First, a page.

If you are travelling as part of a couple this could be a really nice surprise. You can show your better half how thoughtful and maybe even how well-read you are! If you are in the city centre you could get a taxi to Whitefair Street, but you would then be, as the locals would put it, a “lazy boll*x”! Whitefair Street is a short 10 minute walk from Trinity College so just take a nice walk through the city.
3. Bike Tours
“Every time I see an adult on a bicycle, I no longer despair for the future of the human race.” I am not sure I would be as passionate as Mr H. G. Wells when it comes to bicycles, but I am very passionate about the bike tours in Dublin. For people that only have a few hours in our beautiful city this is perfect getting the most bang for your buck.
We would recommend 2 tour operators in particular, the Dublin City Bike Tours and the See Dublin By Bike
Company. The tour guides are always hugely knowledgeable and most of them have the typical Irish sense of humour.
4. Jeanie Johnston Tall Ship and Famine
If you love when history is brought to life in front of your eyes then you will absolutely love this! People with an interest in emigration in particular seem to love this museum. The dimly-lit quarters below the deck of the ship show quite vividly what it was like for the passengers who actually made the horrible journey centuries ago.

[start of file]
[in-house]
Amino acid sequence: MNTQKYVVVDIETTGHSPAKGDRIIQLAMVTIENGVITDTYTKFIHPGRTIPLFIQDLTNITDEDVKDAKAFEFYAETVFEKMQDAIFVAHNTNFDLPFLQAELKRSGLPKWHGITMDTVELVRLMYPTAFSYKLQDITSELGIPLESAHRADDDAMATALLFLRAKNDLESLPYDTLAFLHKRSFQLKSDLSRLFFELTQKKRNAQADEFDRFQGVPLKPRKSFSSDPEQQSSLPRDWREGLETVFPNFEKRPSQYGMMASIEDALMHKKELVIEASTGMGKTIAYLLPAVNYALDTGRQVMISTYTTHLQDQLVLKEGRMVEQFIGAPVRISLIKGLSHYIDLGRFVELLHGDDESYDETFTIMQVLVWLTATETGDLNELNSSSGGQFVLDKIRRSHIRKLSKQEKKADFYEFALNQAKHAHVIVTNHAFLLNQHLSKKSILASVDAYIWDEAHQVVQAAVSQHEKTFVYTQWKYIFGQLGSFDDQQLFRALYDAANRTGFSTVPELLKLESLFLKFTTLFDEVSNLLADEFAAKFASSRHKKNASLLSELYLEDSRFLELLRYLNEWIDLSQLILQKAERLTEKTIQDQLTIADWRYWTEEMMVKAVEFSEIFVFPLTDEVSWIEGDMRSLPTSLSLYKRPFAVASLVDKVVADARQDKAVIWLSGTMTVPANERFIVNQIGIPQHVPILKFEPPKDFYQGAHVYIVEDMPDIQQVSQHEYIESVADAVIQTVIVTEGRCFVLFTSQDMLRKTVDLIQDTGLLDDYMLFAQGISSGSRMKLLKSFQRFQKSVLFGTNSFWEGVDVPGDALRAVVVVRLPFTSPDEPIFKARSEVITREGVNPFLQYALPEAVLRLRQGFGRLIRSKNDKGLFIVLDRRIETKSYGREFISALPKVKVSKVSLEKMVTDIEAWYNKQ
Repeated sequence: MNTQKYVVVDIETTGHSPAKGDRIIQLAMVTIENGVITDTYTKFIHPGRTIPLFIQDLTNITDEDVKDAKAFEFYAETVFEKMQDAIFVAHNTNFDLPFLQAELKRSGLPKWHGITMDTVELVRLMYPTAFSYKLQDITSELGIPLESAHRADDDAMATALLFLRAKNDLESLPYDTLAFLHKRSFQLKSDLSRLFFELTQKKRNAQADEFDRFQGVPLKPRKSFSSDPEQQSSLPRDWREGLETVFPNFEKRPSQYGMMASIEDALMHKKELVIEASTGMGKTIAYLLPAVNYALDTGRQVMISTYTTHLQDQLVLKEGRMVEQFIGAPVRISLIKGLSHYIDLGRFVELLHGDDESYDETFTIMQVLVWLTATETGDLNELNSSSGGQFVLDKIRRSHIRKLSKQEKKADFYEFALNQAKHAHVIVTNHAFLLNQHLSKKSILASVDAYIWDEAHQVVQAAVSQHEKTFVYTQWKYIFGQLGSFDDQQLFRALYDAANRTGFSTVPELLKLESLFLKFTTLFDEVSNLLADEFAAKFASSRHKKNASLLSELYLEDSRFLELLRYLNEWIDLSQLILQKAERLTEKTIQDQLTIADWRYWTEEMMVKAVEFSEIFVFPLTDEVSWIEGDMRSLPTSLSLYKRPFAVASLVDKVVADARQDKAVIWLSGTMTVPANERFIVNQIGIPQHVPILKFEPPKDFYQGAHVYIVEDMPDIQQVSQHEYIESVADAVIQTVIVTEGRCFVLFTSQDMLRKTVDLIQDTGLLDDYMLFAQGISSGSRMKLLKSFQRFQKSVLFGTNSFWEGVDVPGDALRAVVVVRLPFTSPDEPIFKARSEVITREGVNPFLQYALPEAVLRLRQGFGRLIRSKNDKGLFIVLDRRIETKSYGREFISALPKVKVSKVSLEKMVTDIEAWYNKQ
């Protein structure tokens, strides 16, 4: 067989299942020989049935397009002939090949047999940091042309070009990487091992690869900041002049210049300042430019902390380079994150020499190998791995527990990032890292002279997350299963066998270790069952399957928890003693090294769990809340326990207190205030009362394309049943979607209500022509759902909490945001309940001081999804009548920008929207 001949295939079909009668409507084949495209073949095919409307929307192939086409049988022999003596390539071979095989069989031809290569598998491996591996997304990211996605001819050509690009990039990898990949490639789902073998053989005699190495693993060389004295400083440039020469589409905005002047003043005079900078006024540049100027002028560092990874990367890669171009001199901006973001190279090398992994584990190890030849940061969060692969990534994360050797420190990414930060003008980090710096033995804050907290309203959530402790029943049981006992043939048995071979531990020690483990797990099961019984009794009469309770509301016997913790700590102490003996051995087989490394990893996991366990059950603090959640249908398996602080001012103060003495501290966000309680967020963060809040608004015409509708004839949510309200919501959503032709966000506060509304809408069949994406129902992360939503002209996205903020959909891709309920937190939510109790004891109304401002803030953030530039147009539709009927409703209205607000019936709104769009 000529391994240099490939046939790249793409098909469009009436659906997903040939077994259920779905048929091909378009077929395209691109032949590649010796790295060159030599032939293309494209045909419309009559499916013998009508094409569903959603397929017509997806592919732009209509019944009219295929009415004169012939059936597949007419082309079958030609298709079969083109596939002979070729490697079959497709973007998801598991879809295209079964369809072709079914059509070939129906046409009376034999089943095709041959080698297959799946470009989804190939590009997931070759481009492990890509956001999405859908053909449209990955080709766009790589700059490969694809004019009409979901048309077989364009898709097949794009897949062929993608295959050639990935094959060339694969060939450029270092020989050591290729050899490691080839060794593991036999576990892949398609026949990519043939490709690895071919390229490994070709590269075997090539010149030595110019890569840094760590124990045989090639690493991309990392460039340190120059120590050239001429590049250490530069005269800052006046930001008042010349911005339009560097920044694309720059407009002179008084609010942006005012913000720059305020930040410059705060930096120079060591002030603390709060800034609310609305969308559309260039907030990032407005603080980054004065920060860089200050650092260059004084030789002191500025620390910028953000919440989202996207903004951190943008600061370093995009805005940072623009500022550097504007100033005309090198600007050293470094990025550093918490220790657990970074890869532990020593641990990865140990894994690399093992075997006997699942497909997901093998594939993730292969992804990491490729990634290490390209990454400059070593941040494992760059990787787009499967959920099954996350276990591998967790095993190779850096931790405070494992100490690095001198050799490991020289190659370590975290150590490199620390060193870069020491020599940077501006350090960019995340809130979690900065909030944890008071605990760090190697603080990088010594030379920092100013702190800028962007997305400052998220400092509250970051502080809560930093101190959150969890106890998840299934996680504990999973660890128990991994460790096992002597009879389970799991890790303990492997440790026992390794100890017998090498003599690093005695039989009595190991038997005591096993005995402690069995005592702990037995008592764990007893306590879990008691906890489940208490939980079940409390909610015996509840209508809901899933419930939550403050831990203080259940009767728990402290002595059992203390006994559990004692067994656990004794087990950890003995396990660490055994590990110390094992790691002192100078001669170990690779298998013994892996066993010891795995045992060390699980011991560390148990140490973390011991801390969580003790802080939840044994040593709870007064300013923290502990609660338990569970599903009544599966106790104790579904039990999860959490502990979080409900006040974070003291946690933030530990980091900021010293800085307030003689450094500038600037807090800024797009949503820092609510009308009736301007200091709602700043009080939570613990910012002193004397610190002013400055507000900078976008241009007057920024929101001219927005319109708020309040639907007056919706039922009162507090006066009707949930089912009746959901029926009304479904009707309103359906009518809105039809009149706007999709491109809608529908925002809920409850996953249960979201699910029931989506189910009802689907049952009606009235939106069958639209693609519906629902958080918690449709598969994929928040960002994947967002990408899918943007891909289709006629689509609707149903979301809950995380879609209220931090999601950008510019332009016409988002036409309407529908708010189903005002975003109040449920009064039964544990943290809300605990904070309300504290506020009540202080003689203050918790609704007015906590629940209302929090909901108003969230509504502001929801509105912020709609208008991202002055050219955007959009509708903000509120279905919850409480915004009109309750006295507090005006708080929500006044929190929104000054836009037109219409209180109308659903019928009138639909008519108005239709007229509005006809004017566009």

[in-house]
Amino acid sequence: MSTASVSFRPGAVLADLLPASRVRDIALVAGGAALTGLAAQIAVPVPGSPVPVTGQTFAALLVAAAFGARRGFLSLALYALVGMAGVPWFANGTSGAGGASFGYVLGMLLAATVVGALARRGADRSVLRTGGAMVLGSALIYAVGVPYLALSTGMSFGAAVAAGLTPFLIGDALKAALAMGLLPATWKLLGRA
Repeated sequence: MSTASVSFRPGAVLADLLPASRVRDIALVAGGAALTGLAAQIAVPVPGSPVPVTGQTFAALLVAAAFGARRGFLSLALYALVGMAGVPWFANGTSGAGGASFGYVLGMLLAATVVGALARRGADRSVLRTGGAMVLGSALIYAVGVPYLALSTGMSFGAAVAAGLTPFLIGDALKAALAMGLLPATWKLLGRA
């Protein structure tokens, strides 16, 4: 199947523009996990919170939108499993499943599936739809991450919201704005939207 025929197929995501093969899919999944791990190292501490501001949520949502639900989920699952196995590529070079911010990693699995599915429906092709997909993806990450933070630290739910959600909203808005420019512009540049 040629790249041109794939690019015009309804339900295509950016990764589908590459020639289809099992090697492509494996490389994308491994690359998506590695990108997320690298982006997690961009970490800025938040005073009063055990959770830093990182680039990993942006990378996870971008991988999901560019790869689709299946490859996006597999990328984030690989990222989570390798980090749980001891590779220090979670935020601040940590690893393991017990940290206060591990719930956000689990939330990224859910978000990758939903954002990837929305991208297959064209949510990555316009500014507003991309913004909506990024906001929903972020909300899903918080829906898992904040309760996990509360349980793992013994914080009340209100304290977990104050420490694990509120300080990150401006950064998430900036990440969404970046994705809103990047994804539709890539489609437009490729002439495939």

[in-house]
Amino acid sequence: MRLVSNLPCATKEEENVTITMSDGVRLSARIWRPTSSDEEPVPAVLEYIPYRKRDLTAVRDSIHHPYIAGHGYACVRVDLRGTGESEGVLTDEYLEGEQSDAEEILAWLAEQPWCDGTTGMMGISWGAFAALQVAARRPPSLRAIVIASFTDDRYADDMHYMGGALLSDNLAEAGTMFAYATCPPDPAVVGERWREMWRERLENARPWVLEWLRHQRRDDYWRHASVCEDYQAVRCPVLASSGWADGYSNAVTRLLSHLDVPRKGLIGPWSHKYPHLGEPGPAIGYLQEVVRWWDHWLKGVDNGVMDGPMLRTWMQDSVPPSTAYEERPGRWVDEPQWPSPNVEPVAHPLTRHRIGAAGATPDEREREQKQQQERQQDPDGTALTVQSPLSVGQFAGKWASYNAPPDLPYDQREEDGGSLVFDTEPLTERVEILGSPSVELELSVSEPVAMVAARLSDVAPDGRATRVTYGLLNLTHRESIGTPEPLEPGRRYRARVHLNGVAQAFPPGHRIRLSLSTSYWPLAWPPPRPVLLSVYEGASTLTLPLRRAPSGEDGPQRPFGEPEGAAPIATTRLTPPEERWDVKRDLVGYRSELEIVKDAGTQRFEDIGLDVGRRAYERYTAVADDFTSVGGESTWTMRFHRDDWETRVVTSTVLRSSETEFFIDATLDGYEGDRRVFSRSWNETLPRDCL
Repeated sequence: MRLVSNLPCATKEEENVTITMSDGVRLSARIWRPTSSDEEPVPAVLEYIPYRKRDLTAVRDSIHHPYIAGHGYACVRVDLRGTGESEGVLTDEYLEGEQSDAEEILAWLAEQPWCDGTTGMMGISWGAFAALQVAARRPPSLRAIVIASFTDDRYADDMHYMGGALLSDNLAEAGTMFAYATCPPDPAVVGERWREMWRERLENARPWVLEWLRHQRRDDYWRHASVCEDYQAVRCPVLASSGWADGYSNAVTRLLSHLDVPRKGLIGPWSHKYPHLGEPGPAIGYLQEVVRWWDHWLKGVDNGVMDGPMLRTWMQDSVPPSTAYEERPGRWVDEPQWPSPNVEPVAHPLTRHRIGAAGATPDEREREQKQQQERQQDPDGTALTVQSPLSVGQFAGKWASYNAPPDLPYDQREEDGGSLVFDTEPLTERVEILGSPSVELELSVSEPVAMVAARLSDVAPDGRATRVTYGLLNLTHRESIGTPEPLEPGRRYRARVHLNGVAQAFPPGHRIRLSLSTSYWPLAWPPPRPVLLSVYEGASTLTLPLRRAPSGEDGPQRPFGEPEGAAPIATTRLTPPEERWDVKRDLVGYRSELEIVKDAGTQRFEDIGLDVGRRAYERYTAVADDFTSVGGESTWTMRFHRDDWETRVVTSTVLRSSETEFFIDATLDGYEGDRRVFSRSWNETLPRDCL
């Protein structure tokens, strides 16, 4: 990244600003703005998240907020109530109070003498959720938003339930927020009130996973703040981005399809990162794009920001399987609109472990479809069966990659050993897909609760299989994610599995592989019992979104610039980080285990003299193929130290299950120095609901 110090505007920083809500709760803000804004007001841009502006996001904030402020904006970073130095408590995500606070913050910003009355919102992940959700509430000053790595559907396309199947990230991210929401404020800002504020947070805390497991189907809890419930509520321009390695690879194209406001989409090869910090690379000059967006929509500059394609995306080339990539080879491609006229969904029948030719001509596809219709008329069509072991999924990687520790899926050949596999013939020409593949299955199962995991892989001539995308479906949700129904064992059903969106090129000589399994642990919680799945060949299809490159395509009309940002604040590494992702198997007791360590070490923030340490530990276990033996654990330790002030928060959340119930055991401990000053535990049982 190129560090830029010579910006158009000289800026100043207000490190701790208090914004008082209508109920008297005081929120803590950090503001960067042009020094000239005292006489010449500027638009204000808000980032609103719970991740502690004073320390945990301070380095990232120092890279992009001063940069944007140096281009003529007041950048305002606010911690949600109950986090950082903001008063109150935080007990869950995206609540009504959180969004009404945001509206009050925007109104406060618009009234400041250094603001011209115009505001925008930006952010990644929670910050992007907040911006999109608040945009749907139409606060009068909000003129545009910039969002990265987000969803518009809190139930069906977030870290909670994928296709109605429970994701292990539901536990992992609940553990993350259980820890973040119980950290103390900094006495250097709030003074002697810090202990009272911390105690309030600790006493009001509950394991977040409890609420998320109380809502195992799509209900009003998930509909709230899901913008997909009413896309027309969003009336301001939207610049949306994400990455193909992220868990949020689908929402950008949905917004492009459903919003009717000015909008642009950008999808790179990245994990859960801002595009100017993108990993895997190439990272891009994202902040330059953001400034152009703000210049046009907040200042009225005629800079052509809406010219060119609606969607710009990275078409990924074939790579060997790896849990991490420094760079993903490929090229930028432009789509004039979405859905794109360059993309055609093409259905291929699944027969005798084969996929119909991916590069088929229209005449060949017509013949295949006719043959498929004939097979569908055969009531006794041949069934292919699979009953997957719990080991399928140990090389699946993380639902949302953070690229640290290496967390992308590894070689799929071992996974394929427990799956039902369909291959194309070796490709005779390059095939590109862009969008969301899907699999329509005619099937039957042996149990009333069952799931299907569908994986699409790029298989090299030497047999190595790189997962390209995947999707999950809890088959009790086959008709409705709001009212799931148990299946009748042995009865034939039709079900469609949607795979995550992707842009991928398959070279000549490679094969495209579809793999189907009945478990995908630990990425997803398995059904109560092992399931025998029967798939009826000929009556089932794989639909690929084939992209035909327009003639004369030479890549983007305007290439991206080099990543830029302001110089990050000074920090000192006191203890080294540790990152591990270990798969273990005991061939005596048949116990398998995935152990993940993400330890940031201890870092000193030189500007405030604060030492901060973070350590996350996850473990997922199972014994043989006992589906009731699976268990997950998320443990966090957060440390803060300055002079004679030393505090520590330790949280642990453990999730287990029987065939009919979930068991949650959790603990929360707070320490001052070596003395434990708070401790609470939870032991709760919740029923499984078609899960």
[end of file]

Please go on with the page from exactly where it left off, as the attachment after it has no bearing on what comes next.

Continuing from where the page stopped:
The ship is docked right in the centre of town on the River Liffey so it is within walking distance of most hotels. The first tour starts at 10am and the last one starts at 4pm. The entire excursion is a steal at just €9 and €5 for children. A word of warning this museum deals with quite a sensitive subject so do not be surprised if you see people crying, or else do not be surprised if you have an emotional reaction yourself!
5. James Joyce Cultural Centre
If you are not a fan of James Joyce then move on to number 6 now, if you are a fan of James Joyce then do not leave Dublin without visiting this museum. The museum focusses particularly on Ulysses which is, in my opinion, Joyce’s finest work. The house (or museum) was built to evoke the memory of Joyce’s Dublin.
If you are a fan of James Joyce but your travel companions are not, do not force them to come along. This is not like a regular museum it comes across like an ode or a shrine to Joyce and will just scare people who are not fans. We would strongly recommend the audio tour if you are attending, sometimes they have lectures and events on there, you can check their listings here
6. The Newspaper Database - National Library of Ireland